Take a Step Back, Please…

Well. After a few days of headless-chicken coppering in the new corona state, constabularies around the country have taken a momentous step. They’re actually going to read the 350-page Coronavirus Act in order to understand exactly what the law says. Or at least their Legal Directors are.

It beggars belief that they weren’t all over it from the off, but this is what happens when proper scrutiny gets dropped at the highest levels. Everybody throws down their pens and just goes with the flow. Like all the other dead fish.

Hard to comprehend that they’d embark on tackling a social emergency by discarding the text in favour of the study notes, but I suppose if it worked for them with the English GCSE coursework, why not continue to give it a punt? Unless of course they all just looked the other way when Whitehall came-a-calling?

Oh dear, that sounds like appalling cynicism, so let’s stick with the short-cut theory – for now at least.

So, in police circles, the rank-and-file were left to huddle around the TV with their coffee and Krispy Kremes to soak up every bead of sweat from the Boris broadcast. As quick as you can say ‘immediate effect’, they popped on their utility belts, and with a complimentary Easter chocolate baton from the Sarge (essential issue only) they Starskeyed over their bonnets and headed out to the parks and country footpaths to administer justice on the manor.

Now, after roadblocks, flying drones, dyed-black lagoons, and a tipped-over barbecue have failed to garner substantial approval from the general public, a big satellite-dish-sized penny has dropped. They’ve tasered themselves in the foot.

A shout-out though to the truly pragmatic Old Bill who have maintained a questioning and educational strategy in order to inform and encourage the populace to be sensible (whatever that actually means). They’ll achieve results and maintain support in the best traditions of policing by consent.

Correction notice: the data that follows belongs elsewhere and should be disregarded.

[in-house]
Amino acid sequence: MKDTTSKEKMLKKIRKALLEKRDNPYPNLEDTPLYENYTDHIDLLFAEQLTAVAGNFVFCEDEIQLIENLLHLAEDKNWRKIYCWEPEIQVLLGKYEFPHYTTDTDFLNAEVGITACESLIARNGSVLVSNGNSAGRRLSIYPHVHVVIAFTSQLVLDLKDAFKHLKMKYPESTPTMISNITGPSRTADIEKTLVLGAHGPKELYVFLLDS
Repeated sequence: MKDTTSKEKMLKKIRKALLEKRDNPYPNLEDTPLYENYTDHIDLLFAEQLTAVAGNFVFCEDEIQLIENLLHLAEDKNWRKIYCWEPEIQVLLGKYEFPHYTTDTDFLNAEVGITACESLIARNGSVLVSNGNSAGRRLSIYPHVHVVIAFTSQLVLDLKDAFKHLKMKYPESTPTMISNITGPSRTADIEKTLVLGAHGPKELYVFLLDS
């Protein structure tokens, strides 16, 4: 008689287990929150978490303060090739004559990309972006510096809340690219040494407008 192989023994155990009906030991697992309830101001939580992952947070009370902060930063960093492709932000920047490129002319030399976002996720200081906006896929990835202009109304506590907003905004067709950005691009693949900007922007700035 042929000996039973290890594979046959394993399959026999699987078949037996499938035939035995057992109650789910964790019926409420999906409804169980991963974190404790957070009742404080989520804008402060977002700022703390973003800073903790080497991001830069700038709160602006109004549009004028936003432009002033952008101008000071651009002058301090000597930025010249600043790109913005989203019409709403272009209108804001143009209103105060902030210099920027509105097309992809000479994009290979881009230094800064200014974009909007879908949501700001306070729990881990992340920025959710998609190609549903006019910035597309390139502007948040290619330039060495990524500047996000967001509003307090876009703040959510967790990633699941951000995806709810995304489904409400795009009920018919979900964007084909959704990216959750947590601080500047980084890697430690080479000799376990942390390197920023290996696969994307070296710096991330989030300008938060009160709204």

As an aside, you might argue that our consent to some of this stuff will intimately amount only to the loss of rights in a bloodless coup, but that’s an investigation into ironic tragedy (or comedy) that will need to wait for another day.

To get to the heart of the current confusion, we have to be clear that Boris’s wishes are not necessarily the law and nor is Government guidance. The law is the law. The whole damned shooting match has been chucked together very hastily, and we could all spend endless hours picking apart terms like essential and reasonable and applying our layman’s legalese to situations and scenarios.

But back to the more conspiratorial of outlooks. What if it’s all a distraction? What we indisputably have is this uneasy tandem of the law, and the magical thinking that mainstream media refer to as ‘the rules’. But the discombobulation that many of us are experiencing is perhaps not accidental. It could be a deliberate propagation of fake news in order to exert more power than can legally be supported.

Whatever is actually going down, such a move is indeed an insidious element of every police state, and it engenders not only compliance but also reciprocal control of citizens by each other.

Yesterday in the fruit and veg emporium, I had to place my veggies onto the counter and take a step back 2 metres behind the line. In the new corona world, everybody’s an official. Everybody can categorise, order and control.

So maybe the government has dressed its guidance up as the rules so that the majority who are daunted by a 350-page technical document will conflate their guidance with our legal obligations? And thereby, the government might have power-grabbed more excessively than you would every have imagined, with almost no resistance, and at breakneck speed.

All the confusion might just be serving to keep the dissenters occupied while the majority settle into the new regime.

Just take a step back yourself and look how far we’ve come.

We’ve all just endured 3.5 years of near-strangulation of a democratic vote by insisting on the endless scrutiny of parliament, not to mention numerous legal actions, ostensibly to avoid crippling our economy and the removal of our freedoms.

Yet we’ve now passed a 350-page bill in less than a week that means we have to answer to police if we want to step outside our front doors, and we have a gralloched economy waiting for us just around the corner. Without so much as even a vote in The Commons.

Yes, something needed to be done about the coronavirus. But not anything and not by any means.

While social media goes into meltdown about incompetence, they’re arguably missing the point. It might actually be very clever.

We now need to be cleverer still.

unsplash-logoGiu Vicente

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